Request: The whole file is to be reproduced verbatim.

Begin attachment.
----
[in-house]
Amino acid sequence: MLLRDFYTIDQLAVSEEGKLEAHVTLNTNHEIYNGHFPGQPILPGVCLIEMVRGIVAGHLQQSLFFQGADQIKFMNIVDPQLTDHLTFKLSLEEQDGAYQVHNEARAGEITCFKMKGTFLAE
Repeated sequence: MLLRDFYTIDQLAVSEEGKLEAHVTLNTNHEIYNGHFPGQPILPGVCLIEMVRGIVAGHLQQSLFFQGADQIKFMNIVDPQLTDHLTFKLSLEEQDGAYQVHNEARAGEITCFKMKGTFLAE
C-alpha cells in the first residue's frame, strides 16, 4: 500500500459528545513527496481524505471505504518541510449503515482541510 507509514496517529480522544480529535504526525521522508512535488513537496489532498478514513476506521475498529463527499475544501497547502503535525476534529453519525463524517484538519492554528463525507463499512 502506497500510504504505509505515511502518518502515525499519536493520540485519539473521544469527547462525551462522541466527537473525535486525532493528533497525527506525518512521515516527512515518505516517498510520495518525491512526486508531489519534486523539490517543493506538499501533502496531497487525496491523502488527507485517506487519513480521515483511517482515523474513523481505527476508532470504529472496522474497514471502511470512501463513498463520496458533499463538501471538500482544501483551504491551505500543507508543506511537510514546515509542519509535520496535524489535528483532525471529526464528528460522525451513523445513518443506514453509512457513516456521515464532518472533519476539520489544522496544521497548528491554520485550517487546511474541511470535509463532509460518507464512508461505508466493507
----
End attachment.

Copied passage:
[in-house]
Amino acid sequence: MLLRDFYTIDQLAVSEEGKLEAHVTLNTNHEIYNGHFPGQPILPGVCLIEMVRGIVAGHLQQSLFFQGADQIKFMNIVDPQLTDHLTFKLSLEEQDGAYQVHNEARAGEITCFKMKGTFLAE
Repeated sequence: MLLRDFYTIDQLAVSEEGKLEAHVTLNTNHEIYNGHFPGQPILPGVCLIEMVRGIVAGHLQQSLFFQGADQIKFMNIVDPQLTDHLTFKLSLEEQDGAYQVHNEARAGEITCFKMKGTFLAE
C-alpha cells in the first residue's frame, strides 16, 4: 500500500459528545513527496481524505471505504518541510449503515482541510 507509514496517529480522544480529535504526525521522508512535488513537496489532498478514513476506521475498529463527499475544501497547502503535525476534529453519525463524517484538519492554528463525507463499512 502506497500510504504505509505515511502518518502515525499519536493520540485519539473521544469527547462525551462522541466527537473525535486525532493528533497525527506525518512521515516527512515518505516517498510520495518525491512526486508531489519534486523539490517543493506538499501533502496531497487525496491523502488527507485517506487519513480521515483511517482515523474513523481505527476508532470504529472496522474497514471502511470512501463513498463520496458533499463538501471538500482544501483551504491551505500543507508543506511537510514546515509542519509535520496535524489535528483532525471529526464528528460522525451513523445513518443506514453509512457513516456521515464532518472533519476539520489544522496544521497548528491554520485550517487546511474541511470535509463532509460518507464512508461505508466493507